Ashkenazic Jews may be linked through gene mutations to Parkinson’s disease and now researchers are investigating new therapies.

By Ruthan Brodsky

Researchers know mutations to the BRCA1 and BRCA2 genes, increasing a woman’s chances of getting breast cancer, are more common among Ashkenazic women than women in the general population.

“Today, researchers are investigating another gene mutation, this time related to Parkinson’s disease (PD), which may also be linked to the Ashkenazic population,” says Peter A. LeWitt, director of Parkinson’s disease research at Henry Ford Hospital and neurology professor at Wayne State University School of Medicine.

Parkinson’s disease is a progressive nervous disorder that affects movement. Symptoms start gradually, often with a slight tremor in one hand, and then become worse as the patient’s condition progresses. Although PD can’t be cured, some medications may significantly improve its symptoms. Doctors may also suggest surgery to improve symptoms by regulating certain regions of the brain.

The cause of Parkinson’s disease is unknown, but many researchers believe it is caused by a combination of factors, some based on genetics and others more influenced by environmental factors. However, because not everyone who carries these genetic mutations will get Parkinson’s, it is thought other factors such as the environment (pesticides) and age (usually around age 60 or older) play an important role. Also, more men develop PD than women.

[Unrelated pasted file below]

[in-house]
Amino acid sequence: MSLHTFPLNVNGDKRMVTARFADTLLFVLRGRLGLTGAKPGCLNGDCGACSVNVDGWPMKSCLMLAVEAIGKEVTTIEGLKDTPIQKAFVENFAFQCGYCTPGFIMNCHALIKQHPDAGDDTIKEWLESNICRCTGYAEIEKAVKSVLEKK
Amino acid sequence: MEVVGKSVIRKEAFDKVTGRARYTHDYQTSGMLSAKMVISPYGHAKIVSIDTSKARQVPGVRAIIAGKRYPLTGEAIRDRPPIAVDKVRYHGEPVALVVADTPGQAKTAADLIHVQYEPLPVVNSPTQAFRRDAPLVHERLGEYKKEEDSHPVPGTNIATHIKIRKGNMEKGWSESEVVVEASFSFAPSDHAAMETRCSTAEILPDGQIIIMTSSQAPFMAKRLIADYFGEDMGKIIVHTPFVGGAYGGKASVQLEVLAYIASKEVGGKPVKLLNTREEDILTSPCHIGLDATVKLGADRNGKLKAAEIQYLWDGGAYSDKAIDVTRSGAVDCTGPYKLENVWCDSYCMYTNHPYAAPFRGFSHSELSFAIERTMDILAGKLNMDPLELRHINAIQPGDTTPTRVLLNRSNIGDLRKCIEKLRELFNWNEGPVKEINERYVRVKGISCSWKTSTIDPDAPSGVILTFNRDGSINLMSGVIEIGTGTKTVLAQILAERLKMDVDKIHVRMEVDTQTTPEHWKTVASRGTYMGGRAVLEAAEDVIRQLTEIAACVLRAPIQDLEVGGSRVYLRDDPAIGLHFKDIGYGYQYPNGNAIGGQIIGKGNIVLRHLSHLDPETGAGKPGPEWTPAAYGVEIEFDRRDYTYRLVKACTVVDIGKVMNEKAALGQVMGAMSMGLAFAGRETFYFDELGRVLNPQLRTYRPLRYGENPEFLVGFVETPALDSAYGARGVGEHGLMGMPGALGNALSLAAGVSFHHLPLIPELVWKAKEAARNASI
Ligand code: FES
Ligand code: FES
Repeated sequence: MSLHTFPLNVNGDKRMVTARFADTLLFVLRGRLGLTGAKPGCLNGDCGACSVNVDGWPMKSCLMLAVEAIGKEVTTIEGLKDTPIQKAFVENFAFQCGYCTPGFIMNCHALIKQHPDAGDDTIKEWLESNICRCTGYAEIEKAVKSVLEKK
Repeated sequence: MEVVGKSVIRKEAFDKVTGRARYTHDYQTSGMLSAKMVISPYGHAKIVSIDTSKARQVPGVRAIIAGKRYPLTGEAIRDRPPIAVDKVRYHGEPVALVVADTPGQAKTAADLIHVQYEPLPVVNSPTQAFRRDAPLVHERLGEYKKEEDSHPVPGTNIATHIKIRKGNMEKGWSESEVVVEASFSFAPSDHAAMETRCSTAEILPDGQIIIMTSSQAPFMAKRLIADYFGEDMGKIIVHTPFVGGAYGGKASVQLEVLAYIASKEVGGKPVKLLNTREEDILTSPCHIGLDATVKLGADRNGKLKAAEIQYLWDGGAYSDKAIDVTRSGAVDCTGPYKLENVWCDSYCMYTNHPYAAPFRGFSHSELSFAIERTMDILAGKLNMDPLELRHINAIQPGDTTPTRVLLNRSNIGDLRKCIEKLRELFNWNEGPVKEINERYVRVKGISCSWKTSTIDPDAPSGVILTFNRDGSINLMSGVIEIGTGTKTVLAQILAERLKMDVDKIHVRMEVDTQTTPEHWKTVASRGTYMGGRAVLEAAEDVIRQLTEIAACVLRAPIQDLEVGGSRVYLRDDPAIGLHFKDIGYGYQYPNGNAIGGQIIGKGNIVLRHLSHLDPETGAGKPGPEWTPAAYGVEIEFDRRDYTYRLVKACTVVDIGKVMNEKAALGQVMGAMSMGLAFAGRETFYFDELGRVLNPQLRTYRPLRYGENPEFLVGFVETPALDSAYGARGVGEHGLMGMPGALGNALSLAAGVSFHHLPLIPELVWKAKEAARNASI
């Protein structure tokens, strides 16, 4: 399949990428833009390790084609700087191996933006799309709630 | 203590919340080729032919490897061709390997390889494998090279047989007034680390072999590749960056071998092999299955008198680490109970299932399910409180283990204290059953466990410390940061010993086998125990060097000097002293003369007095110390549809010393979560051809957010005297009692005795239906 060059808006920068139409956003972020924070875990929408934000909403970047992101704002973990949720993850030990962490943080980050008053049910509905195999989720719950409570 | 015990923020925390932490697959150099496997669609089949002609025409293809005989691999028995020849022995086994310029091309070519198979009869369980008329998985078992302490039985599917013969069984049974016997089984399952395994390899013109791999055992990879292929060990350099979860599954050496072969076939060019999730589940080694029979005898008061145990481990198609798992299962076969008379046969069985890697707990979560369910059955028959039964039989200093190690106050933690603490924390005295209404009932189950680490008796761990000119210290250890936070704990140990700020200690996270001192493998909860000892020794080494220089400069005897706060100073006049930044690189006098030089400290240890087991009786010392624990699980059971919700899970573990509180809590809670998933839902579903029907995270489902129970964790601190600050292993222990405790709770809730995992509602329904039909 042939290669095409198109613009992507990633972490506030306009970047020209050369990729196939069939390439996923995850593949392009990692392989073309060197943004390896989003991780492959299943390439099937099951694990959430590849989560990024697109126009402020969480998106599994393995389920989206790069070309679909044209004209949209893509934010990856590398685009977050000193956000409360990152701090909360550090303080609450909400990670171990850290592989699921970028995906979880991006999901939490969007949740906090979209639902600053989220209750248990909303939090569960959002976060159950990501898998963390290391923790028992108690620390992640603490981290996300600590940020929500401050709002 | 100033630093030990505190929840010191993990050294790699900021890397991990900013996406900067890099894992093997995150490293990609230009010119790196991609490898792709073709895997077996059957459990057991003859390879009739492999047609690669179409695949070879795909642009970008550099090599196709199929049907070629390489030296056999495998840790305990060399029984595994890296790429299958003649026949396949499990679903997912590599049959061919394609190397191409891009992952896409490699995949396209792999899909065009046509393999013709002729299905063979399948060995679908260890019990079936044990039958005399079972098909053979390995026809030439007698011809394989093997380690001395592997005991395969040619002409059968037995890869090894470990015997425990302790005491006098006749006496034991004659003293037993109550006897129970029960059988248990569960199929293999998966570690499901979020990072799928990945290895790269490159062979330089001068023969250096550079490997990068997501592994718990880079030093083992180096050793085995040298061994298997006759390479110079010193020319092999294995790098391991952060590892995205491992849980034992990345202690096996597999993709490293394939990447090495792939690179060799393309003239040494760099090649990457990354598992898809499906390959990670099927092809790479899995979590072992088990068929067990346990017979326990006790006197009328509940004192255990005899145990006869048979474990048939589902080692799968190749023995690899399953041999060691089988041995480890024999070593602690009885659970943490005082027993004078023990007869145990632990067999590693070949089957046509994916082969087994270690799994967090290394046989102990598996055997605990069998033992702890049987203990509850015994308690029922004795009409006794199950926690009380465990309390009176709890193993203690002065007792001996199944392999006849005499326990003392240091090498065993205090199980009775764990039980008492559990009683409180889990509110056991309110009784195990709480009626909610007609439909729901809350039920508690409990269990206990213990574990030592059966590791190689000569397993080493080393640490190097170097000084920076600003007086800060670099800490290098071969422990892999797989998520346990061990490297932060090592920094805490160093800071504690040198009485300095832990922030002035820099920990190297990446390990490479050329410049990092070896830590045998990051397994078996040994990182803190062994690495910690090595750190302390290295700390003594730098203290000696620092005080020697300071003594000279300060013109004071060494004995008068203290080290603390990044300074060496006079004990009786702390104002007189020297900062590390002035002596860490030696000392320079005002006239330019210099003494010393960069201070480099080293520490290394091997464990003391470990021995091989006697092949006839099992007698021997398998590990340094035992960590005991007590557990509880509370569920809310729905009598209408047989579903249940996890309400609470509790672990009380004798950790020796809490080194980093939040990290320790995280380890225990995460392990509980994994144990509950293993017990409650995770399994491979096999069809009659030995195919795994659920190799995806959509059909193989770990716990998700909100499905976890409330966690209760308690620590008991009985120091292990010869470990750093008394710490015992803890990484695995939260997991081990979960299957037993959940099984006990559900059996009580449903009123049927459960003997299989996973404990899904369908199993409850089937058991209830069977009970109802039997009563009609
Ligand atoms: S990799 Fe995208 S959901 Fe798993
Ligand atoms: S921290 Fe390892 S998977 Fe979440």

“Over the past decade, researchers have identified a handful of genes in which genetic mutations greatly increase the risk,” LeWitt says. “The most common is the mutated version of kinase 2 (LRRK2), which is responsible for 1-2 percent of PD cases but is much higher in people with Ashkenazi Jewish ancestry.”

Pharmaceutical companies are interested in this gene because it produces an enzyme called a kinase — dozens of drugs that inhibit the activity of kinases have been approved in the last 30 years, primarily for cancer. Drug developers started working on inhibiting overactive kinases in neurodegenerative and infectious diseases. One concern with this approach is the possible side effects from inhibiting LRRK2.

“Today, there is no diagnostic test for PD and no way to stop or slow its progression,” says Dr. Aaron Ellenbogen, movement disorder specialist at QUEST Research Institute in Farmington Hills. “Quest has been researching Parkinson’s disease for more than 15 years, frequently conducting clinical trials for pharmaceutical companies regarding their development of new drugs.

“Based on the knowledge that people don’t respond to medical treatments the same way, a new approach, called tailored medicine, emphasizes treating people with certain conditions using personalized plans,” Ellenbogen says.

It is thought that up to 15 percent of Ashkenazi Jewish patients with PD may carry one or more of the gene mutations that increase the risk of acquiring the disease.

Current research is investigating new therapies for PD patients with these gene mutations. This personalized medicine could have benefits for everyone with PD. QUEST Research Institute is currently enrolling for one of these trials, testing people with PD for free if they have Ashkenazi heritage or family history.

To learn more, call (248) 957-8940.


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